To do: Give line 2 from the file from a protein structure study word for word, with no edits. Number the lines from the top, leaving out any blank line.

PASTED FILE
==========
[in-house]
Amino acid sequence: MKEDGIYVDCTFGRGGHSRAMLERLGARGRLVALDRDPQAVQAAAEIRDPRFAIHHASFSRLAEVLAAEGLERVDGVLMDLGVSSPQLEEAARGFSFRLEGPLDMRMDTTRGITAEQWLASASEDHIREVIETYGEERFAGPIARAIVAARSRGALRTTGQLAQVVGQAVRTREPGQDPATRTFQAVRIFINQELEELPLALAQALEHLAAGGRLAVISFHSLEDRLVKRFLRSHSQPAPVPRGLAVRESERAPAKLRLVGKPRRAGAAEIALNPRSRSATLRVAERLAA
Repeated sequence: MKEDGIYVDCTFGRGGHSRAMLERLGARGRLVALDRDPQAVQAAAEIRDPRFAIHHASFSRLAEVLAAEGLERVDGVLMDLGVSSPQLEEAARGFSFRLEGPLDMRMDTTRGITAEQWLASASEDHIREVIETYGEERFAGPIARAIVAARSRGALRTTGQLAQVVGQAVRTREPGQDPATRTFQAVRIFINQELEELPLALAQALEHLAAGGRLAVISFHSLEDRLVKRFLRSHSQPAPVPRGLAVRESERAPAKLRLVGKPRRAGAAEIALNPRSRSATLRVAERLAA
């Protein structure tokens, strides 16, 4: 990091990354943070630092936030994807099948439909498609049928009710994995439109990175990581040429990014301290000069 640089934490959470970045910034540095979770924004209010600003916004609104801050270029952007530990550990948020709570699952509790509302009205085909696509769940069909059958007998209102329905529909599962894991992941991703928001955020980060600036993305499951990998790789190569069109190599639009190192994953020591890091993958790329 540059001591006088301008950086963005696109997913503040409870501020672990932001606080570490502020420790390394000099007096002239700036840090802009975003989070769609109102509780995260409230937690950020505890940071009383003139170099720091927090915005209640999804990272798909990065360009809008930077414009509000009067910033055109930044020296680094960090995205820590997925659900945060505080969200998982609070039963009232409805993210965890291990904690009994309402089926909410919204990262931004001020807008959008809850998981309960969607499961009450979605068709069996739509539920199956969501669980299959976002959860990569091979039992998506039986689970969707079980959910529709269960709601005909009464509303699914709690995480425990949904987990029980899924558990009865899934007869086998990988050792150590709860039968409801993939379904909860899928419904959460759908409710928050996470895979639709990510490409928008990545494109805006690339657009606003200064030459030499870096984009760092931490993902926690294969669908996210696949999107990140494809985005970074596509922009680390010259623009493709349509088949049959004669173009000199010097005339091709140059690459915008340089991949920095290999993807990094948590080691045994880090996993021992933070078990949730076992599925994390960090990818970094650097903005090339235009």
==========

Amino acid sequence: MKEDGIYVDCTFGRGGHSRAMLERLGARGRLVALDRDPQAVQAAAEIRDPRFAIHHASFSRLAEVLAAEGLERVDGVLMDLGVSSPQLEEAARGFSFRLEGPLDMRMDTTRGITAEQWLASASEDHIREVIETYGEERFAGPIARAIVAARSRGALRTTGQLAQVVGQAVRTREPGQDPATRTFQAVRIFINQELEELPLALAQALEHLAAGGRLAVISFHSLEDRLVKRFLRSHSQPAPVPRGLAVRESERAPAKLRLVGKPRRAGAAEIALNPRSRSATLRVAERLAA